SKP's Java/Java EE Gotchas: Revisiting Java SE 9 Features, Part 2
SKP's Java/Java EE Gotchas: Revisiting Java SE 9 Features, Part 2
As I had promised, albeit very late, I am back with the Code Samples of my earlier article Java SE 9... What's New? — code samples for all features.
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As I had promised, albeit very late, I am back with the Code Samples of my earlier article Java SE 9... What's New? You may refer to the earlier article to understand the newly introduced features at a High Level. This article provides the concluding code samples for each of the features.
You may also like: SKP's Java/Java EE Gotchas: Revisiting Java SE 9 Features, Part 1
You may Download the Code Samples for the following New Features Here. (Import as Eclipse Project, Set Compiler/Environment as Java 9. Run the Main Class 'Java9Application' to see the Output/Outcome of the Code Samples.)
B. Core Library Changes in Java 9 (Continued)
09. Stack-Walking API
Prior to Java 9, The way to access Stack Trace was very limited and provided the entire dump or stack information at once. This was inefficient and did not allow any direct way of filtering data. With Java 9, a Lazy StackWalker API has been introduced. This will allow fetching data based on filtering conditions and is more efficient.
10. Compact Strings
Although this has no external ramification to a developer in terms of syntax or semantics change — It may impact the way we design for memory and performance. The current UTF-16 representation uses 2 Bytes for Storage. Most of the string contains characters that are only Latin-1 in nature.
The Latin-1 characters require only 1 Byte for Storage. With Java 9, String storage has been modified to start with an Additional Encoding Flag. This flag indicates whether it contains ISO-8859-1/Latin-1 characters or the UTF-16 characters. As per the official word, it has to lead to an Improved Usage of Memory and Efficient GC, but with Some Loss in Performance at Peak Loads.
The Compact Strings are always enabled in Java 9, but it can be disabled by passing in the VM Argument +XX:-CompactStrings
It has to be noted that in Java 9, the implementation of java.lang.String decides at runtime, whether the storage size is to be 2 Bytes or 1 Byte, as per the actual String size (UTF-16 or Latin-1 Character).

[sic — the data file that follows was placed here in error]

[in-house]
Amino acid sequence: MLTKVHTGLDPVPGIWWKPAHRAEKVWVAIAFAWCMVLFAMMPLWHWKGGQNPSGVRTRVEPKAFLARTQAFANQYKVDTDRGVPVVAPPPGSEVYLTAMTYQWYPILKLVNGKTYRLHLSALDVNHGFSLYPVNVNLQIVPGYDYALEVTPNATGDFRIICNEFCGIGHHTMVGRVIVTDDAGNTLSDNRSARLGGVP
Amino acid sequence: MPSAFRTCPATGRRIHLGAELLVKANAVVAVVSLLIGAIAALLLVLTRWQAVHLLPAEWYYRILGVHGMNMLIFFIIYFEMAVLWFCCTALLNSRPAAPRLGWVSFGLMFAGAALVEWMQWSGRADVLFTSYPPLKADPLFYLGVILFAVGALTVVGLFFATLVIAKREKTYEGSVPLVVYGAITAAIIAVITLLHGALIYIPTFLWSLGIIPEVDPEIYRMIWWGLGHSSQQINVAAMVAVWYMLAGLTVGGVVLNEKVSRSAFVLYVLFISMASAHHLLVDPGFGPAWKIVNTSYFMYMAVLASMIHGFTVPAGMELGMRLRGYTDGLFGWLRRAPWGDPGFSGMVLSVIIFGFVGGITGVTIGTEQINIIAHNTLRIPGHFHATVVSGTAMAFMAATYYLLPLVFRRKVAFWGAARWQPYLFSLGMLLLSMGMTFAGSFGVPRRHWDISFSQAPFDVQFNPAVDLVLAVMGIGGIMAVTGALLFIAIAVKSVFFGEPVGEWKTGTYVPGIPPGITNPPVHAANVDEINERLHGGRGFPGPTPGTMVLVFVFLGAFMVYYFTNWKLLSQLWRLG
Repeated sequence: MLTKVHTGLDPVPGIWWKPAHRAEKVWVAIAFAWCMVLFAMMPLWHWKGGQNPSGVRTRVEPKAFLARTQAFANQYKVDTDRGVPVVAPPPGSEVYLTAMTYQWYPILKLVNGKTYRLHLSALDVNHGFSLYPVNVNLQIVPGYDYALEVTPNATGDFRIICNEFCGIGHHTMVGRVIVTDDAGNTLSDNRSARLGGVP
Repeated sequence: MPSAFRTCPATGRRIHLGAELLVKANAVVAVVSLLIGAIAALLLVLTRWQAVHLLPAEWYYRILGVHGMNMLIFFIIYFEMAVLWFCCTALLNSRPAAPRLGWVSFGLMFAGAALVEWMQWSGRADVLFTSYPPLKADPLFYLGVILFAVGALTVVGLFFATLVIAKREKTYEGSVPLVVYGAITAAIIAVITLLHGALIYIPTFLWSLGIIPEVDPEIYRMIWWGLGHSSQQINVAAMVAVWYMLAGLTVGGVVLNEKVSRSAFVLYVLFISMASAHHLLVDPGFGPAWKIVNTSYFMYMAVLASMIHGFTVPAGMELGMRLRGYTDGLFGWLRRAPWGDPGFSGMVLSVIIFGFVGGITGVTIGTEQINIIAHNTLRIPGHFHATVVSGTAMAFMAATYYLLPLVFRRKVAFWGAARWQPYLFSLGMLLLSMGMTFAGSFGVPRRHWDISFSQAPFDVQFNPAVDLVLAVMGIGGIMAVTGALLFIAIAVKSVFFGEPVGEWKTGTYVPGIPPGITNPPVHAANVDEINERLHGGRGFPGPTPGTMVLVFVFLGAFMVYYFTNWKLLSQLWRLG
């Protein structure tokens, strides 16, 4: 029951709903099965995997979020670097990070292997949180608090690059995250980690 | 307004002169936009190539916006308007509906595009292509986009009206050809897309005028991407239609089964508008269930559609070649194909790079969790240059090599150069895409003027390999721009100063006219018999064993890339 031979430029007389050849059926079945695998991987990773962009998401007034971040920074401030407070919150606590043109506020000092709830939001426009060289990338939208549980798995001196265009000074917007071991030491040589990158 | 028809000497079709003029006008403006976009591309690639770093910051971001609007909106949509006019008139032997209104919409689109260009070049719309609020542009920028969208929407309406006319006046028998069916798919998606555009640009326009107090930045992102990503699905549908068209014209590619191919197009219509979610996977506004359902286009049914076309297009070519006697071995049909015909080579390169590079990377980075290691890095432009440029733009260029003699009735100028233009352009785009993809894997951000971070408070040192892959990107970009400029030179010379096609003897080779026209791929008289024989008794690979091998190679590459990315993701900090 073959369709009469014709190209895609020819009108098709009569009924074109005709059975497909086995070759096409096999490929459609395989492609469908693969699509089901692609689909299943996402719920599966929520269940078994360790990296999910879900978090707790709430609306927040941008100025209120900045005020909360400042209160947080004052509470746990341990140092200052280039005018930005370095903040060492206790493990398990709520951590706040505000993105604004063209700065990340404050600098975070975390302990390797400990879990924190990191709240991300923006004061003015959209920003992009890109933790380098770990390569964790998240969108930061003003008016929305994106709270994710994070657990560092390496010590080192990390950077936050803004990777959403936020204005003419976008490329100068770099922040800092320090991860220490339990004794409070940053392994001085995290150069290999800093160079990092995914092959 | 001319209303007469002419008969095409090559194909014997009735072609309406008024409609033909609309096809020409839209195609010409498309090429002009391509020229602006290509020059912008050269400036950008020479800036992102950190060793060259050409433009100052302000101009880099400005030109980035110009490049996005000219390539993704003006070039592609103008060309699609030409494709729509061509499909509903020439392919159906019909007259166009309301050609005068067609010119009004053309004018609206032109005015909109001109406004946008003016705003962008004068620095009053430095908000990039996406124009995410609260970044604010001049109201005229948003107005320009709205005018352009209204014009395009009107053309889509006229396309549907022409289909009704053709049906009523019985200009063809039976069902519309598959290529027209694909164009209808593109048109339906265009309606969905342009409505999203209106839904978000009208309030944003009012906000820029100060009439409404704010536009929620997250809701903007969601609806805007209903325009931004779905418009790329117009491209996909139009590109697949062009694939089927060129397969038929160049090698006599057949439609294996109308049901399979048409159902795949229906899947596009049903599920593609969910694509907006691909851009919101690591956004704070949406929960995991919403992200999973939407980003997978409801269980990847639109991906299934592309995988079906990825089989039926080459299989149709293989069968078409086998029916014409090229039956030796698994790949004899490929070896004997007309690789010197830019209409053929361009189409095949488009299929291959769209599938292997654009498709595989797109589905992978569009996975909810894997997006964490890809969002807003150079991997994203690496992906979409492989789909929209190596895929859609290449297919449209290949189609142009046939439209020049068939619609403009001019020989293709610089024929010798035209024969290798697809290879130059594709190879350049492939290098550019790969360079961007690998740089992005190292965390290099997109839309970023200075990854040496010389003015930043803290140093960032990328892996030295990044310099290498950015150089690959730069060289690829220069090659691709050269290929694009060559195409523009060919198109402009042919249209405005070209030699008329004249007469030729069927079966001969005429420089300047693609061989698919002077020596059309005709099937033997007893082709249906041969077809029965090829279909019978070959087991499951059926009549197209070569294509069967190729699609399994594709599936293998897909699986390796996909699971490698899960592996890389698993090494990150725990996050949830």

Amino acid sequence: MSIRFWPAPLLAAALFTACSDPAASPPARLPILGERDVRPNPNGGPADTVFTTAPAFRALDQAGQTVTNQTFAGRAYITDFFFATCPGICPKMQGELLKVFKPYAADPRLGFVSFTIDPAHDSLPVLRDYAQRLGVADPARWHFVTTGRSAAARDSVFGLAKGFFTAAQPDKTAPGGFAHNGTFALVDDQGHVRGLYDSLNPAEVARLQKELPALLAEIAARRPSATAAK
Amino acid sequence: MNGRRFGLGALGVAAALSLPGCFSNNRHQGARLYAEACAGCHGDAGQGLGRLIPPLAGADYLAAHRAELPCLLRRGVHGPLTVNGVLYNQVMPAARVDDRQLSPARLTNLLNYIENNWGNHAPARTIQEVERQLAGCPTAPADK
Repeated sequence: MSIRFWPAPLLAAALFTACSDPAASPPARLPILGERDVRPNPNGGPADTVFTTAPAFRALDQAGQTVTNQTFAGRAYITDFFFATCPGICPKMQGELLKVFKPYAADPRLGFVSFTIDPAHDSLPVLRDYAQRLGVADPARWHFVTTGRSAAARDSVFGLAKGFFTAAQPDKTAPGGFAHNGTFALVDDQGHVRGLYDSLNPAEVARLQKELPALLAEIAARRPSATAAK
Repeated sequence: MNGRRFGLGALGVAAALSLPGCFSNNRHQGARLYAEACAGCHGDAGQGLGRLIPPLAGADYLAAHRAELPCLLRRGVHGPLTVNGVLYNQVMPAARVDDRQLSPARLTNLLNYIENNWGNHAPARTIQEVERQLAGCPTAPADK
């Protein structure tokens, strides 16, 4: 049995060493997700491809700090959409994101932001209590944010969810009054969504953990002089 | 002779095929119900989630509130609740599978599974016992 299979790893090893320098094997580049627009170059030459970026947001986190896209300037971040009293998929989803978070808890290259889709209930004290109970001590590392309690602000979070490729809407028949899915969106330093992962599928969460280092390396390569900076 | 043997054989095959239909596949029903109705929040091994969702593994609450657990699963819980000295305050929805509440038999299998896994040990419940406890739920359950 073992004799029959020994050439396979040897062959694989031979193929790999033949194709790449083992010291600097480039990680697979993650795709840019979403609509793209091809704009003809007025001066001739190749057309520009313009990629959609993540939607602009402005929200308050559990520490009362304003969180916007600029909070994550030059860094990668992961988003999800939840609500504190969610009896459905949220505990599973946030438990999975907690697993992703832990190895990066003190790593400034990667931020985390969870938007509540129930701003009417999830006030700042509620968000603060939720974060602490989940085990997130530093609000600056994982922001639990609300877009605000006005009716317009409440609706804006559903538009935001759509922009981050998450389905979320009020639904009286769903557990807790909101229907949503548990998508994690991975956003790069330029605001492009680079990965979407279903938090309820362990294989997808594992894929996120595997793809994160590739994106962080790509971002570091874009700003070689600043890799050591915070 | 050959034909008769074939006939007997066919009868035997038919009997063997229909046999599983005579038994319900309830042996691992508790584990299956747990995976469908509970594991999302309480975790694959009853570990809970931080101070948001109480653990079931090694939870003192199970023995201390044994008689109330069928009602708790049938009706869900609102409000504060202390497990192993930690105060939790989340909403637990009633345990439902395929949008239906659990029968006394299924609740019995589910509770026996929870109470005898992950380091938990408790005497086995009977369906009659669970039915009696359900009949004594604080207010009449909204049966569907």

11. Spin-Wait Hints
For multi-threading applications, this brings in some performance improvements under Busy-Waiting or Spin-Waiting conditions. Usually, Busy-Waiting is done for synchronization of some state of the object between two or more invokers — Waiting for a condition to occur before processing starts or continues. Thread.onSpinWait() has been introduced as a static method in the Thread class and can be optionally called in Busy-Waiting loops — This will allow the JVM to issue processor instructions on some system architectures to improve Reaction Time in such Spin-Wait Loops and also Reduce the Power Consumed by the Core Thread or Hardware thread. This benefits the Overall Power Consumption of a Program, and possibly Allowing other Cores or Hardware Threads to execute at Faster Speeds within the Same Power Consumption Envelope.
12. New Version-String Scheme
From Java 9, $MAJOR.$MINOR.$SECURITY.$PATCH is the naming scheme for releases in Java. These details are also contained in the Runtime.Version Class. From Java 9, $MAJOR.$MINOR.$SECURITY.$PATCH is the naming scheme for releases in Java. These details are also contained in the Runtime.Version Class.
13. Enhanced Method Handles
A method handle is a typed, directly executable reference to an underlying method, constructor, field, or similar low-level operation, with optional transformations of arguments or return values. These transformations are quite general and include such patterns as conversion, insertion, deletion, and substitution. In Java 9, Method Handles have been Enhanced to include static methods for creating a different kind of Method Handles.